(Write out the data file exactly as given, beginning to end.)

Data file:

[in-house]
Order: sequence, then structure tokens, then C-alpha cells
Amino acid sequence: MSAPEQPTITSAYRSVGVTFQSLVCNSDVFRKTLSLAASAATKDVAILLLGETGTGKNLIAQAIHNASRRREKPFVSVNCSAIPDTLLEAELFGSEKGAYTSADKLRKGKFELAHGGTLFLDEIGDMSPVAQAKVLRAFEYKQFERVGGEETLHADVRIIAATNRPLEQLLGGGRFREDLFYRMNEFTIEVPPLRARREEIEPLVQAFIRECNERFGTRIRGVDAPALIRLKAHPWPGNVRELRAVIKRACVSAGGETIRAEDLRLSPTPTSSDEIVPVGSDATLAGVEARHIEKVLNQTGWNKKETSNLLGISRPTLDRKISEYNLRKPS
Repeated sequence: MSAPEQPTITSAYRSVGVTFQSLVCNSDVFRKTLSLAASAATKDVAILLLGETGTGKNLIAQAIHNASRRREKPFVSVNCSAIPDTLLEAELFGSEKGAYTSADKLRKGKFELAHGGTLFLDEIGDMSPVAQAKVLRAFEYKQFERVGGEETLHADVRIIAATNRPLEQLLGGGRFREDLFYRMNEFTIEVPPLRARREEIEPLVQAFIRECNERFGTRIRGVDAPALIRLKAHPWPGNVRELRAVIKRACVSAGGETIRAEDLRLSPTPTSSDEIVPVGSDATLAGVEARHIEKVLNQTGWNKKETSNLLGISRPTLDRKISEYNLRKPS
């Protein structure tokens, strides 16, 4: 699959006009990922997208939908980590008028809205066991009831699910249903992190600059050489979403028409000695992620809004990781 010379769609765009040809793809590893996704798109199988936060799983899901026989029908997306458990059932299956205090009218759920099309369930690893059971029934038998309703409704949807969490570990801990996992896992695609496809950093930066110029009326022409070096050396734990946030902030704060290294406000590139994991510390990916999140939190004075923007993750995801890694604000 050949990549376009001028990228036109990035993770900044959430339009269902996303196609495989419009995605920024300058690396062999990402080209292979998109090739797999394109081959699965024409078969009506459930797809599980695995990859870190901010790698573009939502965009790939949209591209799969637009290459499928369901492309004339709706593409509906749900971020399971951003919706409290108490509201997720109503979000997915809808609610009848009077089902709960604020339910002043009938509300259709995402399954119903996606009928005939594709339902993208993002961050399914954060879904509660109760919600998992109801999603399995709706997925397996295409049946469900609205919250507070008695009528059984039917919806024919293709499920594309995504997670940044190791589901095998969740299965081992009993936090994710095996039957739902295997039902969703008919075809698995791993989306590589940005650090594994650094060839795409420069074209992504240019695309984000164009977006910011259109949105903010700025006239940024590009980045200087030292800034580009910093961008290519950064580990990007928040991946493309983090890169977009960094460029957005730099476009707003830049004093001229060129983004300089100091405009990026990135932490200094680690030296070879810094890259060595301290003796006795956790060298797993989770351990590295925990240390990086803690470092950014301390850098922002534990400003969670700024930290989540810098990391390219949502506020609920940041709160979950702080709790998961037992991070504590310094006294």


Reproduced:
[in-house]
Order: sequence, then structure tokens, then C-alpha cells
Amino acid sequence: MSAPEQPTITSAYRSVGVTFQSLVCNSDVFRKTLSLAASAATKDVAILLLGETGTGKNLIAQAIHNASRRREKPFVSVNCSAIPDTLLEAELFGSEKGAYTSADKLRKGKFELAHGGTLFLDEIGDMSPVAQAKVLRAFEYKQFERVGGEETLHADVRIIAATNRPLEQLLGGGRFREDLFYRMNEFTIEVPPLRARREEIEPLVQAFIRECNERFGTRIRGVDAPALIRLKAHPWPGNVRELRAVIKRACVSAGGETIRAEDLRLSPTPTSSDEIVPVGSDATLAGVEARHIEKVLNQTGWNKKETSNLLGISRPTLDRKISEYNLRKPS
Repeated sequence: MSAPEQPTITSAYRSVGVTFQSLVCNSDVFRKTLSLAASAATKDVAILLLGETGTGKNLIAQAIHNASRRREKPFVSVNCSAIPDTLLEAELFGSEKGAYTSADKLRKGKFELAHGGTLFLDEIGDMSPVAQAKVLRAFEYKQFERVGGEETLHADVRIIAATNRPLEQLLGGGRFREDLFYRMNEFTIEVPPLRARREEIEPLVQAFIRECNERFGTRIRGVDAPALIRLKAHPWPGNVRELRAVIKRACVSAGGETIRAEDLRLSPTPTSSDEIVPVGSDATLAGVEARHIEKVLNQTGWNKKETSNLLGISRPTLDRKISEYNLRKPS
């Protein structure tokens, strides 16, 4: 699959006009990922997208939908980590008028809205066991009831699910249903992190600059050489979403028409000695992620809004990781 010379769609765009040809793809590893996704798109199988936060799983899901026989029908997306458990059932299956205090009218759920099309369930690893059971029934038998309703409704949807969490570990801990996992896992695609496809950093930066110029009326022409070096050396734990946030902030704060290294406000590139994991510390990916999140939190004075923007993750995801890694604000 050949990549376009001028990228036109990035993770900044959430339009269902996303196609495989419009995605920024300058690396062999990402080209292979998109090739797999394109081959699965024409078969009506459930797809599980695995990859870190901010790698573009939502965009790939949209591209799969637009290459499928369901492309004339709706593409509906749900971020399971951003919706409290108490509201997720109503979000997915809808609610009848009077089902709960604020339910002043009938509300259709995402399954119903996606009928005939594709339902993208993002961050399914954060879904509660109760919600998992109801999603399995709706997925397996295409049946469900609205919250507070008695009528059984039917919806024919293709499920594309995504997670940044190791589901095998969740299965081992009993936090994710095996039957739902295997039902969703008919075809698995791993989306590589940005650090594994650094060839795409420069074209992504240019695309984000164009977006910011259109949105903010700025006239940024590009980045200087030292800034580009910093961008290519950064580990990007928040991946493309983090890169977009960094460029957005730099476009707003830049004093001229060129983004300089100091405009990026990135932490200094680690030296070879810094890259060595301290003796006795956790060298797993989770351990590295925990240390990086803690470092950014301390850098922002534990400003969670700024930290989540810098990391390219949502506020609920940041709160979950702080709790998961037992991070504590310094006294």